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The Borrowers Aloft (1961)

by Mary Norton

Other authors: See the other authors section.

Series: The Borrowers (4)

MembersReviewsPopularityAverage ratingMentions
1,115813,622 (3.74)10
Two stories about a family of tiny people called the Borrowers, in which the family is kidnapped, and the youngest boy is discovered missing.
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» See also 10 mentions

Showing 1-5 of 8 (next | show all)
A cute addition to the series. The Borrowers have made it to Little Fordham. We get a bit of backstory about the maker of the tiny town and of course there's a baddie making a town of his own. The Borrowers get Borrowernapped, they learn how to make a balloon, and they soar back home.

There's a lot to like about this series, especially the miniature worlds and how the Borrowers can use any manner of things in ways we never intended them. It's a fun world.

Worth the read. One more, onward! ( )
  jpv0 | Jul 21, 2021 |
After being uprooted to escape danger more than once, the little Clock family—Pod, Homily, and their teenaged daughter Arrietty—have been settling into a comfortable life of borrowing in a miniature village. But a few human beings' interest in the Clocks puts the family back in jeopardy in The Borrowers Aloft by author Mary Norton.

While I enjoyed the first two Borrowers' books and two Borrowers' movies back in my childhood, this is my first time reading this far into this classic children's fantasy series. I think it's my fondness for the characters, rather than the story, that made me like this fourth book as much as I did.

I got a bit tired during the early chapters with humans talking about the borrowers; the story's focus could have turned to the borrowers themselves sooner. I was also a little disappointed about not getting to see Spiller until quite late in the book, though his significance concerning Arrietty snaps up a couple of notches. And the ending is a calm cliffhanger, not exactly a happy one, with a tearful (redundant?) promise from Arrietty that I found dissatisfying, anticlimactic, and maybe pointless.

Even so, it's great how the Clocks work together, all three using their heads for the escape they need to make. Plus, I always like the thought-provoking tidbits in their conversations and reflections that truly show their borrower ideology. (Like, the fact that humans hunt humans absolutely appalls borrowers, which I 1000% understand.)

I'm hoping for a fulfilling series conclusion in the next and last book.
___________
Update after reading The Borrowers Avenged, the fifth and last book of the series:

I'd recommend either getting your hands on an original copy of Book Four, The Borrowers Aloft, or finding Book Four's original conclusion online somewhere. Then let that original ending be The End.

A few more of my thoughts are here. ( )
  NadineC.Keels | Feb 15, 2021 |
NA
  pszolovits | Feb 3, 2021 |
Another solid entry in the saga. I found this and its immediate predecessor to be much stronger, much more engaging than the first two. I love the ingenuity the borrowers show, I adore that Pod listens to Arrietty with respect and admiration, and Spiller is almost (dare I say it?) sweet. Homily is a pain, but in a realistic way. ( )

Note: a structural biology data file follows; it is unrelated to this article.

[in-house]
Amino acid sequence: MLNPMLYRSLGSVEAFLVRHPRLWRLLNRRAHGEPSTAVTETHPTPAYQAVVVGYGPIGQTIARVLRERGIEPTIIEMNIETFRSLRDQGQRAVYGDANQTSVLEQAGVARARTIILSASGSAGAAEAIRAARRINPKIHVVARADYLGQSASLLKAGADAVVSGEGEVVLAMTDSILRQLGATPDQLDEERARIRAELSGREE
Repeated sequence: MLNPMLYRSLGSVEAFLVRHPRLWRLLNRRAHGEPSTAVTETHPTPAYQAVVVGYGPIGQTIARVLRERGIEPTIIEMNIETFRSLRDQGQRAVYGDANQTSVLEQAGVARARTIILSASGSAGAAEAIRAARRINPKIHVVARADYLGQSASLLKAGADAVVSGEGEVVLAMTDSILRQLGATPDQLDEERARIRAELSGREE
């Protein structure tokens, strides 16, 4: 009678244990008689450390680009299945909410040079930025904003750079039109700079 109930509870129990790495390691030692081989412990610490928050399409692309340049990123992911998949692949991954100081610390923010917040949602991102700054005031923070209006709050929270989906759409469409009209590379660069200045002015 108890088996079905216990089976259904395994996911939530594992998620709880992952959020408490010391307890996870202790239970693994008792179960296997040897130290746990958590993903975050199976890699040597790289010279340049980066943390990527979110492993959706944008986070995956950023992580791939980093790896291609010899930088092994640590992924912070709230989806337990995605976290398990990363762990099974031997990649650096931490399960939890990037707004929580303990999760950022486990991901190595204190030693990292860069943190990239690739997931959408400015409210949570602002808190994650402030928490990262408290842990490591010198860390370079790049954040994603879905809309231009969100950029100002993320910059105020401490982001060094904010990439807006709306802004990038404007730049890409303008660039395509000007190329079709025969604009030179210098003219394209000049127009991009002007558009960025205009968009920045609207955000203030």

satyridae | Apr 5, 2013 |
Honestly, while the story was fine, I did not enjoy this one as much as the others. The main reason is because we did not join the borrowers until Chapter 10.

Nine chapters to set up the scenario? Nine chapters without the main characters? *shakes head*

I didn’t care about the ‘big people’ or how the two small villages came about. The nine chapters could have been condensed considerably. I began reading the series for the borrowers and expect to read ‘their’ story. I felt cheated.

Once we finally got back to the borrowers, there was an excessive amount of time describing exactly how they were going to escape. No, I didn’t enjoy this book. It felt like a filler; apart from the kidnapping, nothing exciting really happened until the escape.

I can’t say you shouldn’t read it because I haven’t finished the last book yet. I really have nothing else to say. ( )
  KarenLeeField | Feb 15, 2013 |
Showing 1-5 of 8 (next | show all)
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» Add other authors (3 possible)

Author nameRoleType of authorWork?Status
Mary Nortonprimary authorall editionscalculated
Krush, BethIllustratorsecondary authorsome editionsconfirmed
Krush, JoeIllustratorsecondary authorsome editionsconfirmed
Stanley, DianaIllustratorsecondary authorsome editionsconfirmed
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This story is dedicated with love to Tom Brunsdon and Frances Rush and to all the children who have promised their parents never to play with gas and who keep their promises.
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Some people thought it strange that there should be two model villages, one so close to the other.
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Two stories about a family of tiny people called the Borrowers, in which the family is kidnapped, and the youngest boy is discovered missing.

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